An interesting observational study conducted by the University of Hong Kong compared baseline blood samples from healthy doctors with adequate sleep and participants that were acutely sleep-deprived. This study showed that disrupted sleep is associated with DNA damage (Cheung et al., 2018). Gene expression data showed that those who are acutely sleep-deprived have lower expression in DNA repair genes, including OGG1 and ERCC1 (Cheung et al., 2018), which are involved in nucleotide excision repair and base excision repair, and decreased plasma antioxidant capacity. Reduced expression of these genes is linked to accumulation of DNA damage and accelerated mutation and tumorigenesis DNA breaks and oxidized purines also seem to be more prominent in participants that were sleep deprived than in blood samples from participants in the control group (Cheung et al., 2018). This suggests that sleep deprivation impairs the activity of DNA repair.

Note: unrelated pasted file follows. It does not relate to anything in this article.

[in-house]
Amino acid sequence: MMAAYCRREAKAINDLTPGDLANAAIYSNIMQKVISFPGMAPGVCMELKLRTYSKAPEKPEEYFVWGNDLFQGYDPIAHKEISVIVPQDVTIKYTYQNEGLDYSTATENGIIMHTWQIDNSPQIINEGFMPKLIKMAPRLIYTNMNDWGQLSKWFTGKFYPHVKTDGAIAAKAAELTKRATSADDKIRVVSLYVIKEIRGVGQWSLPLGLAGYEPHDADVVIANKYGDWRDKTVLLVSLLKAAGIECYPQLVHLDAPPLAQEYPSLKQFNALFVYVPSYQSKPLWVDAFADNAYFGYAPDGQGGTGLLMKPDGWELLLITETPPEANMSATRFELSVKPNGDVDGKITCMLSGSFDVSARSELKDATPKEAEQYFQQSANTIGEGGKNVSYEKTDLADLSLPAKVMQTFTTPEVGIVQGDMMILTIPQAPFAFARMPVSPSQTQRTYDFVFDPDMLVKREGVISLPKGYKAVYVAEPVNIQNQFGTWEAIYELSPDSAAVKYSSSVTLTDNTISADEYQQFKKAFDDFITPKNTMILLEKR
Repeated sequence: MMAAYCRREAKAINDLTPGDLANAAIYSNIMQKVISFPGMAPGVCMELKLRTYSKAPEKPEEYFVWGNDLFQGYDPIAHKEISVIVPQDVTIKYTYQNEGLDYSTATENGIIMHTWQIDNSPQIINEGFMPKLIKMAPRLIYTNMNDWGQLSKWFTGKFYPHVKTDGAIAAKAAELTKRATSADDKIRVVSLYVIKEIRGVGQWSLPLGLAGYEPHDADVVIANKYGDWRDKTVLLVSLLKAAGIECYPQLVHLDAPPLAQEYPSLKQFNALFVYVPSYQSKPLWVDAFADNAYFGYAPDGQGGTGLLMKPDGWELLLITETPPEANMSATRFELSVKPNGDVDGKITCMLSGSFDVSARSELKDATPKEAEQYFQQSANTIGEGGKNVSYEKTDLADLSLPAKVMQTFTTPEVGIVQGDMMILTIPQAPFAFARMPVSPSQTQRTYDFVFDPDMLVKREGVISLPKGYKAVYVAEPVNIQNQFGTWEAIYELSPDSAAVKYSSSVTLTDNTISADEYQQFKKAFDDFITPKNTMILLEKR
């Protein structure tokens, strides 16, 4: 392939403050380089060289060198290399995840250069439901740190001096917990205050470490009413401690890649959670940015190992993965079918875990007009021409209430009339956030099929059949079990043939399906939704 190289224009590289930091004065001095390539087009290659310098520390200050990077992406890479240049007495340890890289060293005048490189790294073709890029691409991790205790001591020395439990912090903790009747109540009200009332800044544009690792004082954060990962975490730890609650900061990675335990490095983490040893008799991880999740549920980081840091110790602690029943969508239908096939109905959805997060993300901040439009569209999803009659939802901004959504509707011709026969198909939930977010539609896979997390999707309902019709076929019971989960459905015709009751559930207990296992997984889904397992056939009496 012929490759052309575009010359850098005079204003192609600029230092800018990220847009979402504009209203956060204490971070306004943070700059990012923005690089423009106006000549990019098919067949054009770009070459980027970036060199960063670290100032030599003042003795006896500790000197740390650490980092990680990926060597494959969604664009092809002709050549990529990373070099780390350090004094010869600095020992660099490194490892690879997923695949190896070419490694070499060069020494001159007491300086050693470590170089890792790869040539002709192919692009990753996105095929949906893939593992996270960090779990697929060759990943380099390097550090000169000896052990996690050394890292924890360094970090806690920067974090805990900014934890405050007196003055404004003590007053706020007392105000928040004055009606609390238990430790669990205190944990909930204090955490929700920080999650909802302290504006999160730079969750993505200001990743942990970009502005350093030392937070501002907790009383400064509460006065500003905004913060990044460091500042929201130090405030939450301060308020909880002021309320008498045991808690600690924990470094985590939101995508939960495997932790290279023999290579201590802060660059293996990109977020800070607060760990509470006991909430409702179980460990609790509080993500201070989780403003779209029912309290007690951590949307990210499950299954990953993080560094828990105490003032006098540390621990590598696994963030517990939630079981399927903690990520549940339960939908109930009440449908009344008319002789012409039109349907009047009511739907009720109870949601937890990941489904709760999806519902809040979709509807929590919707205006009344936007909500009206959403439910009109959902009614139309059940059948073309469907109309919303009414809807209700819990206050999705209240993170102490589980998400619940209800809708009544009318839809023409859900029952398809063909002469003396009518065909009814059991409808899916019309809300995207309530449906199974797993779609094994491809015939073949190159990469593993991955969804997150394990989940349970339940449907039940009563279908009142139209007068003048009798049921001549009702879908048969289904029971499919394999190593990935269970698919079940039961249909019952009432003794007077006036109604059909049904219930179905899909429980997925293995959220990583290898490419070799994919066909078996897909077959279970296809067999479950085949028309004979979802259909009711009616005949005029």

How Sleep Influences Chromosome Dynamics